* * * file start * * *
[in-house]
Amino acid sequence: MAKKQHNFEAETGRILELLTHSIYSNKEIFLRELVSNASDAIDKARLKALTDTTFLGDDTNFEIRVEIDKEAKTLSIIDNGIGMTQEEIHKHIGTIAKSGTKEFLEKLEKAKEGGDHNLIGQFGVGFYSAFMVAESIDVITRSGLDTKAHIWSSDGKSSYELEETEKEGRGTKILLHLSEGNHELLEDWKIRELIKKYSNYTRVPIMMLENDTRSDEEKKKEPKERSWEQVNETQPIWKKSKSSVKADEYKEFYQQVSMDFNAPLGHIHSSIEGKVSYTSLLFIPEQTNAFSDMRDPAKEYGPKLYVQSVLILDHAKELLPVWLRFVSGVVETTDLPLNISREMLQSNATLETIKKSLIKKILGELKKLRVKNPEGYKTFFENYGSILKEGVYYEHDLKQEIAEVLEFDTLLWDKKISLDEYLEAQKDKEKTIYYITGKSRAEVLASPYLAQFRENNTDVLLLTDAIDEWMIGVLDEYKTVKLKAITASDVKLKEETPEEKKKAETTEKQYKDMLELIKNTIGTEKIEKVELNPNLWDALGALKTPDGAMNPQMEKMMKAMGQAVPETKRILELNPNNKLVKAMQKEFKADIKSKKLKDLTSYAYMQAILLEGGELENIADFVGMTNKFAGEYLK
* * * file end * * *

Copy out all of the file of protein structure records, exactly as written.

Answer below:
[in-house]
Amino acid sequence: MAKKQHNFEAETGRILELLTHSIYSNKEIFLRELVSNASDAIDKARLKALTDTTFLGDDTNFEIRVEIDKEAKTLSIIDNGIGMTQEEIHKHIGTIAKSGTKEFLEKLEKAKEGGDHNLIGQFGVGFYSAFMVAESIDVITRSGLDTKAHIWSSDGKSSYELEETEKEGRGTKILLHLSEGNHELLEDWKIRELIKKYSNYTRVPIMMLENDTRSDEEKKKEPKERSWEQVNETQPIWKKSKSSVKADEYKEFYQQVSMDFNAPLGHIHSSIEGKVSYTSLLFIPEQTNAFSDMRDPAKEYGPKLYVQSVLILDHAKELLPVWLRFVSGVVETTDLPLNISREMLQSNATLETIKKSLIKKILGELKKLRVKNPEGYKTFFENYGSILKEGVYYEHDLKQEIAEVLEFDTLLWDKKISLDEYLEAQKDKEKTIYYITGKSRAEVLASPYLAQFRENNTDVLLLTDAIDEWMIGVLDEYKTVKLKAITASDVKLKEETPEEKKKAETTEKQYKDMLELIKNTIGTEKIEKVELNPNLWDALGALKTPDGAMNPQMEKMMKAMGQAVPETKRILELNPNNKLVKAMQKEFKADIKSKKLKDLTSYAYMQAILLEGGELENIADFVGMTNKFAGEYLK